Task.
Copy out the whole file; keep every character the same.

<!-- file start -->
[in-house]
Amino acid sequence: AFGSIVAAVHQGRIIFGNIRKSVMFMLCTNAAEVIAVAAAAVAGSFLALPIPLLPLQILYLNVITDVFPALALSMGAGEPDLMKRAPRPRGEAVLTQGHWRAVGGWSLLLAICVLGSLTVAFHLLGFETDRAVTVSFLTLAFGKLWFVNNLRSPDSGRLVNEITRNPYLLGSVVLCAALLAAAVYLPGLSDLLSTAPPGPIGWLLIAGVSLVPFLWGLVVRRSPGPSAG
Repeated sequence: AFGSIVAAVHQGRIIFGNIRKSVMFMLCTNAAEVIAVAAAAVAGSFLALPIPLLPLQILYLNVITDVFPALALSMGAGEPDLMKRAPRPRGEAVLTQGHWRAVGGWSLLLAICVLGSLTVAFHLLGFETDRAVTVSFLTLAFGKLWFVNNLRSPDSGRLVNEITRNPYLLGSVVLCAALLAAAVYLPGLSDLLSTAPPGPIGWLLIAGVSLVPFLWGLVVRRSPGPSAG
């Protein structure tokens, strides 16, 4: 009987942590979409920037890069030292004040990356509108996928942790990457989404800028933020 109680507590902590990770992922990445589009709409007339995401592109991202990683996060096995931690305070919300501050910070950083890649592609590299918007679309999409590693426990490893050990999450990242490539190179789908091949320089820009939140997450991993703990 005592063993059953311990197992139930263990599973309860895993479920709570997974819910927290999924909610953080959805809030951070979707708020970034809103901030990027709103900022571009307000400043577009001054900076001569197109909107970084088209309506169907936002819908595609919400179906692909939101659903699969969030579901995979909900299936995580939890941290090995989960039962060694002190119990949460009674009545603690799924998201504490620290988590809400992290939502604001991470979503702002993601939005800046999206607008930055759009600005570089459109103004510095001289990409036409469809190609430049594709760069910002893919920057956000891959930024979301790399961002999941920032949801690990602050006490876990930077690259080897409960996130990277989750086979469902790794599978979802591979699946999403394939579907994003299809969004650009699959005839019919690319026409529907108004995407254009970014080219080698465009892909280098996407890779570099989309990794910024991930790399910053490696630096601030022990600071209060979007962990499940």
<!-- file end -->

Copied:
[in-house]
Amino acid sequence: AFGSIVAAVHQGRIIFGNIRKSVMFMLCTNAAEVIAVAAAAVAGSFLALPIPLLPLQILYLNVITDVFPALALSMGAGEPDLMKRAPRPRGEAVLTQGHWRAVGGWSLLLAICVLGSLTVAFHLLGFETDRAVTVSFLTLAFGKLWFVNNLRSPDSGRLVNEITRNPYLLGSVVLCAALLAAAVYLPGLSDLLSTAPPGPIGWLLIAGVSLVPFLWGLVVRRSPGPSAG
Repeated sequence: AFGSIVAAVHQGRIIFGNIRKSVMFMLCTNAAEVIAVAAAAVAGSFLALPIPLLPLQILYLNVITDVFPALALSMGAGEPDLMKRAPRPRGEAVLTQGHWRAVGGWSLLLAICVLGSLTVAFHLLGFETDRAVTVSFLTLAFGKLWFVNNLRSPDSGRLVNEITRNPYLLGSVVLCAALLAAAVYLPGLSDLLSTAPPGPIGWLLIAGVSLVPFLWGLVVRRSPGPSAG
């Protein structure tokens, strides 16, 4: 009987942590979409920037890069030292004040990356509108996928942790990457989404800028933020 109680507590902590990770992922990445589009709409007339995401592109991202990683996060096995931690305070919300501050910070950083890649592609590299918007679309999409590693426990490893050990999450990242490539190179789908091949320089820009939140997450991993703990 005592063993059953311990197992139930263990599973309860895993479920709570997974819910927290999924909610953080959805809030951070979707708020970034809103901030990027709103900022571009307000400043577009001054900076001569197109909107970084088209309506169907936002819908595609919400179906692909939101659903699969969030579901995979909900299936995580939890941290090995989960039962060694002190119990949460009674009545603690799924998201504490620290988590809400992290939502604001991470979503702002993601939005800046999206607008930055759009600005570089459109103004510095001289990409036409469809190609430049594709760069910002893919920057956000891959930024979301790399961002999941920032949801690990602050006490876990930077690259080897409960996130990277989750086979469902790794599978979802591979699946999403394939579907994003299809969004650009699959005839019919690319026409529907108004995407254009970014080219080698465009892909280098996407890779570099989309990794910024991930790399910053490696630096601030022990600071209060979007962990499940």